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Democratic Republic of the Congo (COD)

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Conflict in the Democratic Republic of Congo

The conflict in the Democratic Republic of the Congo ( DRC, formerly Zaire ) was, especially in its second phase, the largest conflict in the history of modern Africa and is sometimes referred to as Africa's " First World War ." DR Congo is a country extremely rich in minerals, but its population has not yet had the opportunity to prosper from this wealth, although mining has been going on for more than a hundred years. The aim of this study will be to find out what role minerals and other natural resources have played in the last two decades, and especially in the Second Congolese War and today. We will also look at the positions of the international community on this issue, as we believe that both the presence of many foreign mining companies and, subsequently, the UN peacekeeping missions have played an important role in the Democratic Republic of the Congo.

Hell and paradise of Africa

Captain Hynek Pavlačka looked into the barrel of a sharply charged Kalashnikov and wondered how seriously the blacks meant the words of the execution. Just don't rush anywhere, make no mistake. "Now I'll reach into my backpack and show you materials about who we really are and what we do, " he tried to tune in his voice as mildly as possible.

The concept of military crisis management in the EU: EUFOR RD Congo

This work aims to illustrate and subsequently analyze the concept of military crisis management in the EU in the case of the military operation EUFOR RD Congo, which took place in 2006. It goes without saying that one operation is by no means a sufficiently representative sample for a comprehensive assessment of EU military crisis management. Therefore, the work will focus mainly on the partial evaluation of problematic factors, which are unfortunately a common common denominator of EU peace support operations and thus limit the " performance " of the EU as a global security actor.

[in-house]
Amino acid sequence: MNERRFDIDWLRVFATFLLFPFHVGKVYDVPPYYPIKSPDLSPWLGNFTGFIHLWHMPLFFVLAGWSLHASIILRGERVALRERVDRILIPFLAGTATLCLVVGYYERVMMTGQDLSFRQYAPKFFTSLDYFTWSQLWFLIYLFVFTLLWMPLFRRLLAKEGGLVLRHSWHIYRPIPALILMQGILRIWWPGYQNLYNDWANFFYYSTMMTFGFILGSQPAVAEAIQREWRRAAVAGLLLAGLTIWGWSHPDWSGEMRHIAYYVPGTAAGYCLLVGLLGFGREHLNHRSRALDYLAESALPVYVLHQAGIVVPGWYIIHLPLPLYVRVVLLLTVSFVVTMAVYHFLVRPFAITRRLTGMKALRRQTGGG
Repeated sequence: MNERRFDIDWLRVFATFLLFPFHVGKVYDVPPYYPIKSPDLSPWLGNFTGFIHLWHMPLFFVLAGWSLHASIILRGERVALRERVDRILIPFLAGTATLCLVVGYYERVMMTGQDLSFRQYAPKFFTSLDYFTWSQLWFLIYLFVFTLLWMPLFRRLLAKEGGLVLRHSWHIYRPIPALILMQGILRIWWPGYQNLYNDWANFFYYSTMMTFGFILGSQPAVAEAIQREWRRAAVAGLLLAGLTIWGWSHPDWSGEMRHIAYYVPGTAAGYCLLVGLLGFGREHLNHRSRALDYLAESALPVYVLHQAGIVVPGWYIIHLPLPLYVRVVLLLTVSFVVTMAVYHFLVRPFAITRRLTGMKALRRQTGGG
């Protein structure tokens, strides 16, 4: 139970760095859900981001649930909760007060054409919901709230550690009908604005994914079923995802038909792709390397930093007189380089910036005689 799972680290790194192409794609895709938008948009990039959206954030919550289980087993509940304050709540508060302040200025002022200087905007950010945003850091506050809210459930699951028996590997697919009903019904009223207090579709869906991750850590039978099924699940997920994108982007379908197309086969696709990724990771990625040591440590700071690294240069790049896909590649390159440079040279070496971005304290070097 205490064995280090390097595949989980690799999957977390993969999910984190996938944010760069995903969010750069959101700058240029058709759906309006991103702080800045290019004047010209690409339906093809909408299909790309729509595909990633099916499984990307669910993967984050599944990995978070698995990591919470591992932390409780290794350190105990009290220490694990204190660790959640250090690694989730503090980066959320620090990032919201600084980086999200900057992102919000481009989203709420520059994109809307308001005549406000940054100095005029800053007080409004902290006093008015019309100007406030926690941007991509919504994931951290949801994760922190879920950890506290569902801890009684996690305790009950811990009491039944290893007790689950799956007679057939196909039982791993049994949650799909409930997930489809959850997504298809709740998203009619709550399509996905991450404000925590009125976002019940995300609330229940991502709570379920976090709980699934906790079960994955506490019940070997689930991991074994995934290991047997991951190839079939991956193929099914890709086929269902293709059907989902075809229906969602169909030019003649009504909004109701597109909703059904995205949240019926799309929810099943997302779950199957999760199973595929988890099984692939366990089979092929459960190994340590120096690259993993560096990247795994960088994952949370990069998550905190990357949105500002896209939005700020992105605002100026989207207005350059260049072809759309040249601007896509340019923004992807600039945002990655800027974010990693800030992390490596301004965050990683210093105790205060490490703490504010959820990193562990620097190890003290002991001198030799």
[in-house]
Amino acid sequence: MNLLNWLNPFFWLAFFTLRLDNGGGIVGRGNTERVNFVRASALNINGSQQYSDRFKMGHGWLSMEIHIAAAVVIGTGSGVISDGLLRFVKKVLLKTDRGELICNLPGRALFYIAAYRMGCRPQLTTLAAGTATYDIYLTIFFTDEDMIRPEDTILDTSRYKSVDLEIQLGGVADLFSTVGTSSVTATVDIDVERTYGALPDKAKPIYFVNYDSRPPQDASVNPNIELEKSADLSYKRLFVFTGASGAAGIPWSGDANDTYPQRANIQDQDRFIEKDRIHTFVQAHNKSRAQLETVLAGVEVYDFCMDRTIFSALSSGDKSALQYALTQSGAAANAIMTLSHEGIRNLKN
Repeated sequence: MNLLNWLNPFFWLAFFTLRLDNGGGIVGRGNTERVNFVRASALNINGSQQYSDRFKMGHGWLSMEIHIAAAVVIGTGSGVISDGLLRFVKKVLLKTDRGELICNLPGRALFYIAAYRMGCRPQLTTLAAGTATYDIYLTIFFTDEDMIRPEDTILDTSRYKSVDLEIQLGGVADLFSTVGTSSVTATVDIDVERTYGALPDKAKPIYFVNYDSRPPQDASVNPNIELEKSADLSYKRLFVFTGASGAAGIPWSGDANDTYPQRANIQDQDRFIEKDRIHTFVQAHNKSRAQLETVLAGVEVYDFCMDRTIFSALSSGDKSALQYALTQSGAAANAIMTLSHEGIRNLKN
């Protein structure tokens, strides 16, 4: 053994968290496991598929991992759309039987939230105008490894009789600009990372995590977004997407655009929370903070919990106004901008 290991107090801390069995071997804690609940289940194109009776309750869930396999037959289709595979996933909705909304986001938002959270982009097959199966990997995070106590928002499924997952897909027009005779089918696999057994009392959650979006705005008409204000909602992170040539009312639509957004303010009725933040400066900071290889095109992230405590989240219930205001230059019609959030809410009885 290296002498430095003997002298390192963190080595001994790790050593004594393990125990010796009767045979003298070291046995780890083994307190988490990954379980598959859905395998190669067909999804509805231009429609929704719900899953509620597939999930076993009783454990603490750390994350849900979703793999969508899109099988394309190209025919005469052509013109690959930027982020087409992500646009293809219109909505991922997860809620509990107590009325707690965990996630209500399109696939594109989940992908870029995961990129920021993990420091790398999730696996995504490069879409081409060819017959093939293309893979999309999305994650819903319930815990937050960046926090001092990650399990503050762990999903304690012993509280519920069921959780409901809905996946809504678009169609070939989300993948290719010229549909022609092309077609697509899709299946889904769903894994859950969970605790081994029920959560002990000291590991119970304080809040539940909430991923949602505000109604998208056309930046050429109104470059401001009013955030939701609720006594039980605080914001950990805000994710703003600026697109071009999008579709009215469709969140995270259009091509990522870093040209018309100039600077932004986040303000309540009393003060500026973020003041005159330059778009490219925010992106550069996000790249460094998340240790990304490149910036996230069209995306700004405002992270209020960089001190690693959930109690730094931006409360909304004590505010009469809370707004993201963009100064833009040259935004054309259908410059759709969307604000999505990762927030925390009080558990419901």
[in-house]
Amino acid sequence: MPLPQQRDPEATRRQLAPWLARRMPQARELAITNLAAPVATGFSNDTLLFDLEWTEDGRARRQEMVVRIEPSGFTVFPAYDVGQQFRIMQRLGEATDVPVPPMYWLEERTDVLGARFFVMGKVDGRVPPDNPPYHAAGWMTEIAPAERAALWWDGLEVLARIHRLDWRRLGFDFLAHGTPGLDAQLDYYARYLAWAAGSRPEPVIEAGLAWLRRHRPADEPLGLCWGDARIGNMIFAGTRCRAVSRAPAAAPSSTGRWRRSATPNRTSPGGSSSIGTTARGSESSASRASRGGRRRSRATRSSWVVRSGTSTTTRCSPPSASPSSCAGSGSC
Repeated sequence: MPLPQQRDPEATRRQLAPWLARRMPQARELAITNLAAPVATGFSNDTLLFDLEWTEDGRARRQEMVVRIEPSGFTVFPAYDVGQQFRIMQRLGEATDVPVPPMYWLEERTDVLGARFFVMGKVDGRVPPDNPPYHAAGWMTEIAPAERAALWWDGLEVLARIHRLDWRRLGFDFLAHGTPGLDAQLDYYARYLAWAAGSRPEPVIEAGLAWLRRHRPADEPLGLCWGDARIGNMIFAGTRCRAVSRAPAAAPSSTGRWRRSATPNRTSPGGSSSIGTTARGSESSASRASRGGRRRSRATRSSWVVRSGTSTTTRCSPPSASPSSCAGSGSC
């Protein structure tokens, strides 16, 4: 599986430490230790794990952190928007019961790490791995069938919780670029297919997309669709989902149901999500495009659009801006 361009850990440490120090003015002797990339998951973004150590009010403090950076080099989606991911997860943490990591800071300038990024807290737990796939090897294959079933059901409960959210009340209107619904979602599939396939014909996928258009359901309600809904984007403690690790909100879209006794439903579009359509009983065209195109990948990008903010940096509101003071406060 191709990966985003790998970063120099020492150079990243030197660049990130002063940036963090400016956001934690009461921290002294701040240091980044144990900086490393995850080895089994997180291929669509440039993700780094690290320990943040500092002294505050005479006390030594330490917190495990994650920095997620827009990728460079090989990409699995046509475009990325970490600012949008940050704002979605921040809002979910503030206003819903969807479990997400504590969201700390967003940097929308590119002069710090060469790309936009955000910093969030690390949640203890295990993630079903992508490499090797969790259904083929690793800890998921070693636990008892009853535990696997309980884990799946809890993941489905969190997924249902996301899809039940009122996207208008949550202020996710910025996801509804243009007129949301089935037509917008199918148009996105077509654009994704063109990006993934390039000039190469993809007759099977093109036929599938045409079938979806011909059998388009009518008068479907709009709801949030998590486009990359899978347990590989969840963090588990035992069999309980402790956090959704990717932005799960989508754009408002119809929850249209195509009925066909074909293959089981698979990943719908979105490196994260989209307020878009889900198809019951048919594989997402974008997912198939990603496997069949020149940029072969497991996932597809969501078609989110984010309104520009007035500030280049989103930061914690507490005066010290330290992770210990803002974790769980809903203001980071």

The Economics of Conflict: A Case Study of the Democratic Republic of the Congo

Introduction The end of the Cold War has facilitated peace in some areas, such as Central America, but not around the world. Some conflicts, such as the one in Burma or Sudan, have simply persisted. Other countries have apparently succeeded, but there have been traces of relentless violence, such as in Cambodia. And with the fall of some regimes, new conflicts have arisen, such as the one in the Democratic Republic of Congo.

The Economics of Conflict: A Case Study of the Democratic Republic of the Congo

II. The Economy of the DRC Conflict In June 1960, today's DRC was granted independence from the Kingdom of Belgium, but was immediately marked by instability. First, in 1960-1963, state territorial control was threatened by the separatist movement in Katange led by Moise Tshomb, the first Prime Minister Patrice Lumumba was assassinated in 1961, later the country was swept in revolutions mainly by pro-Lumumbists like Pierre Mulele. A political vacuum was created in October 1965 when President Joseph Kasavubu removed the new Prime Minister Tshombe from the Prime Minister's chair. General Vacut Sese Seko used this vacuum for three decades.

The Economics of Conflict: A Case Study of the Democratic Republic of the Congo

Conclusion At the beginning of a war, there can often be a shadow state. This is the work of a ruler who abuses the sovereignty of his regime and maintains his position by provoking local conflicts that would prevent an organized uprising against him. However, if such a fragmented state collapses, it almost always ends in a civil war. Even in a civil war whose individual actors are unwilling to cooperate with each other because the benefits of independent activity outweigh the possible collective benefits.

The Economics of Conflict: A Case Study of the Democratic Republic of the Congo

The end of the Cold War has made it easier to achieve peace in some areas, such as Central America, but not around the world. Some conflicts, such as the one in Burma or Sudan, have simply persisted. Other countries have apparently succeeded, but there have been traces of relentless violence, such as in Cambodia. And with the fall of some regimes, new conflicts have arisen, such as the one in the Democratic Republic of Congo.

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